Another selinux rant
rc040203 at freenet.de
Sun Jan 6 04:00:13 UTC 2008
On Sat, 2008-01-05 at 01:36 -0600, Arthur Pemberton wrote:
> On Jan 5, 2008 12:33 AM, Ralf Corsepius <rc040203 at freenet.de> wrote:
> > On Fri, 2008-01-04 at 12:07 -0500, John Dennis wrote:
> > > Ed Swierk wrote:
> > > > People who already know about SELinux can of course just learn to type
> > > > ls -l --lcontext, but showing the extra information by default would
> > > > at least give clueless users like me a hint that files have these
> > > > extra attributes that might somehow be relevant to those strange
> > > > openvpn failures. IMHO this would be the single best usability
> > > > improvement to SELinux
> > >
> > > Re SELinux usability issues:
> > >
> > > We wrote the setroubleshoot package precisely to help SELinux novice
> > > users so they wouldn't suffer with hidden obscure failures of the type
> > > which have frustrated you. If it had been installed you would have
> > > received notifications in real time on your desktop describing the
> > > failure and suggestions on how to fix it.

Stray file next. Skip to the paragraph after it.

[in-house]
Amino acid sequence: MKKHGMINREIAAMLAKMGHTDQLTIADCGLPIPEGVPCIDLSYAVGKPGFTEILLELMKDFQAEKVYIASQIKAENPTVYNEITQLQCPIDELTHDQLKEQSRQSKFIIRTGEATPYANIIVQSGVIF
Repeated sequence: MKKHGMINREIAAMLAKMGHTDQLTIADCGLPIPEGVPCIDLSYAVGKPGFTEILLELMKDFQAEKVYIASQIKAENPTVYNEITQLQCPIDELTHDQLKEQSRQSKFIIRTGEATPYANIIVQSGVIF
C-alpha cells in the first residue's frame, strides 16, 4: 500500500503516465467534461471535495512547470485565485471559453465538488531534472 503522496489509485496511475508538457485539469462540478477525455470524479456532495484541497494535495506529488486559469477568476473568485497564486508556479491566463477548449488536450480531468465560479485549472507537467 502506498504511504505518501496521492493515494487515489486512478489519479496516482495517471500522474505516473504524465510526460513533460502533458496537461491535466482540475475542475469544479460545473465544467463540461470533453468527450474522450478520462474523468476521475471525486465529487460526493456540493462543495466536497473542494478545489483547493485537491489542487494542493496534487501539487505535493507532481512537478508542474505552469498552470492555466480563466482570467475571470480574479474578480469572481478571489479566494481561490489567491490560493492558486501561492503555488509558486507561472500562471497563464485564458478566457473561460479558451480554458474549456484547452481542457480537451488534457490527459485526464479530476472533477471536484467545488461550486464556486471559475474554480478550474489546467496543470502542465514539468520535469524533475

> > Well, honorable goal, but does it actually achieve this goal?
> > * On one machine (FC8/x86_64), for me, all setroubleshoot does is to die
> > shortly after bootup and first-time login (I haven't tried to
> > investigate, but as it seems to me some serelated daemon is
> > segfaulting).
> You don't possibly think that this is the regular behaviour of
> setroubleshoot on which you cna judge it?
No, I am pretty certain it's an setroubleshoot and/or its infrastructure
> > * Is it appropriate to inform arbitrary ordinary users about SELinux
> > issues? May-be this on single user/non-networked machines, but I don't
> > think this is the right concept for a networked environment in which
> > "ordinary user" normally isn't the system admin.
> I'm not sure i understand the criticism here.
The question behind this: To whom are SELinux messages/is setroubleshoot
of interest and who is able to react upon them?
In production systems, it's the system admin and nobody else.
For example, think about an "ordinary (SMB) office" situation.
Most of such a system's users will not administrate their machines by
themselves, many of these users will be computer illiterates.
All setroubleshoot offers to them is "clutter" to their desktop for
issues which are "none of their business".
In a "Linux-geek at home"/"personal desktop" scenario, the situation is
different. IMO, this is the scenario Fedora's current setroubleshoot is
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